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New Panel at DCS – The Case Study

This year at SMPTE’s DCS 2011 Conference held at NAB offered something a little different than it has in the past.  Amongst panels that reviewed the latest advancements in color grading and bit depth, and the study of affective use of higher frame rate shooting for theatrical and television releases, was the addition of case studies.


Wrapped within layers of technical issues involved in stereoscopic production for cinema and television was the case study of “Yogi Bear 3D.”  Directed by Eric Brevig, who’s previous work on “Journey to the Center of the Earth 3D” helped redefine complicated 3D rig set ups that allowed for more flexible camera movements through complicated set layouts, “Yogi Bear 3D” was the first 3D film shot stereoscopically that blended animation and live action.

Joined by fellow “Yogi” collaborators Betsy Paterson, Visual Effects Supervisor at Rhythm and Hues, and John Nicolard, Head of Digital Production at Fotokem, Brevig discussed the project from initial conception to finished piece, sharing insights into what worked well and what caused problems along the way.


After expressing his belief that comedy, especially slapstick styled comedy, is much more fun to watch in 3D, Brevig discussed the issues that arose from his choice to shoot the film entirely on location.


“We shot on location in the woods of New Zealand,” said Brevig.  “With our shooting schedule in December, we chose this location because we had to avoid snow.  What we weren’t told by the film commission was that it would be raining almost every day.  A lot of work had to occur in post to place in a blue sky.”


With two equipment trucks outfitted with the engineering and processing equipment necessary for converting shots on set, the team wasn’t technically restricted from shooting.  However, because nature doesn’t offer direct paths for the 3D rigging structure, Brevig and his team had to find creative ways to operate the 3D camera.  One way this was accomplished was by rigging cables between two helicopters.  The camera would then swoop in between trees and could be lifted or lowered into the desired placement.

Although these types of techniques require a great amount of choreography, Brevig stressed that shooting 3D is a practice built on choreography.

“You don’t want the audience to strain their eyes trying to figure out where they should be looking, you want to guide their eyes, and help them understand where to look,” said Brevig.  “The camera (set between the two helicopters) naturally guided the eyes to the exact point of reference.  Find the quiet passages before the impactful ones.  Choreographing your camera movements helps the audience continue to enjoy the 3D experience.”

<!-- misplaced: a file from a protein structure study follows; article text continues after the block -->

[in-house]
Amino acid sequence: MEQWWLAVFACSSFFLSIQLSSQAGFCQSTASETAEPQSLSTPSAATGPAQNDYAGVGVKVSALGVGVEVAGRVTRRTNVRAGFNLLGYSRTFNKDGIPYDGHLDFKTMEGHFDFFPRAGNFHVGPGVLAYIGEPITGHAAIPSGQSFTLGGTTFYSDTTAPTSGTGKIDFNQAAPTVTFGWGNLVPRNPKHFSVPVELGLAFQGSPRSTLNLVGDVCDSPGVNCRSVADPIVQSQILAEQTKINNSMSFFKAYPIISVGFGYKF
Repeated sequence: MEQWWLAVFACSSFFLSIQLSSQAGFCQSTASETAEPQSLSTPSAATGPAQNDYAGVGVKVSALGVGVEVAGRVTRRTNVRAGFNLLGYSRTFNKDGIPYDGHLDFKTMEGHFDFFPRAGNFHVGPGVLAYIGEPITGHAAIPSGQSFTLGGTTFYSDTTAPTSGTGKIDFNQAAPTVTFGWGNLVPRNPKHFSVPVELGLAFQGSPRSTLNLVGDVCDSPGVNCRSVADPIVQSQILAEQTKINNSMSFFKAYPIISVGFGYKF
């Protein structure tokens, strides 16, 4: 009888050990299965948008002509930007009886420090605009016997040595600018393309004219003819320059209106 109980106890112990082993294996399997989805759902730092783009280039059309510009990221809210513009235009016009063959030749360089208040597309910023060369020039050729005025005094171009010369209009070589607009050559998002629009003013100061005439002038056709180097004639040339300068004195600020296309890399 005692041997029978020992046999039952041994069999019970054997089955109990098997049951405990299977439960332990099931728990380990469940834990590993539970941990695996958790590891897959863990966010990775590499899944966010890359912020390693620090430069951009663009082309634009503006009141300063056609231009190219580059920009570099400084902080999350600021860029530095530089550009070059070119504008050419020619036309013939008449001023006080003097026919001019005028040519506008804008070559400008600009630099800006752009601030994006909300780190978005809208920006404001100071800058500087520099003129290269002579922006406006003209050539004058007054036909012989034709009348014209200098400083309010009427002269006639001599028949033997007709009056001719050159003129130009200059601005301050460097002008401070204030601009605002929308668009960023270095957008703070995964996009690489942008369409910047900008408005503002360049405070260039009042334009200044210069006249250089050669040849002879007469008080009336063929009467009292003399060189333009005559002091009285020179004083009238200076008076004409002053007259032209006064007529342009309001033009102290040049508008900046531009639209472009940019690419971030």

Paterson employed digital illustrations during the creation of the animated characters in “Yogi.”  Preparation for animation began on set, where Kiwi actors were employed as stand ins so the human actors would have the correct eye lines. Because of the complexity of adding the cg characters into the 3D field, it was important to get these initial details correct to maintain believability.

“Proper placement of the bears for 3D was the most complex,” said Paterson.  “We start with flat drawings before we add the full animation.  These flat drawings have to be placed in proper depth or else you’re not going to get the correct effect even though they are just place holders.”

The pipeline for gathering information for the stereoscopic animation is the same as regular animation; however, the data gathering is much more extensive.  All the camera positions have to be recorded and all the conditions on set have to be measured so the lighting sphere that will be built for the 3D animation models will match the same conditions found within the live action shot, including the details of the ground in which the characters are standing on..

“You must get every bump on the ground, all the camera distortions” said Paterson.  “In many visual effects films there is a lot of cheating going on.  In stereoscopic, you can not cheat.  Everything must be exact.”

In the tracking stage Paterson’s team treated the second eye as an entirely different offset while keeping in mind that the end goal was to create a singular world, not two worlds put together.   To cut down on rendering time during tests, Paterson’s team developed tools that provided animatronic checks to ensure highly detailed areas, such as around the eyes, would have the correct 3D conversion.  They also used what they called “2 ½ D: rough models of the characters mouths and body in the 3D space.  They created full 3D for the elements closest to the action, and matte paintings for the deep back to ensure the details were being handled correctly.

Nicolard found his biggest challenge to be wrangling the massive amounts of data within a very limited timeline.


“This was my first time in working on this type of movie,” said Nicolard.  “This movie contained a lot of data – you’re working with 48 frames instead of 24, so I brought many terabytes extra.  A critical component was to preview the movie, which I did by taking the cut from Avid to HD tape then I brought that into Pablo.  At that point I could focus on 3D sweetening – taming the 3D to make it a comfortable experience to watch.”


Brevig concluded the panel with the following advice:

“Learn how to get what you want on the set instead of relying on others to provide it.  Many stereographers themselves don’t know how to achieve the effect.  It’s a new field; there just aren’t enough people who have the experience.”

For more information about DCS 2011 and SMPTE, please visit: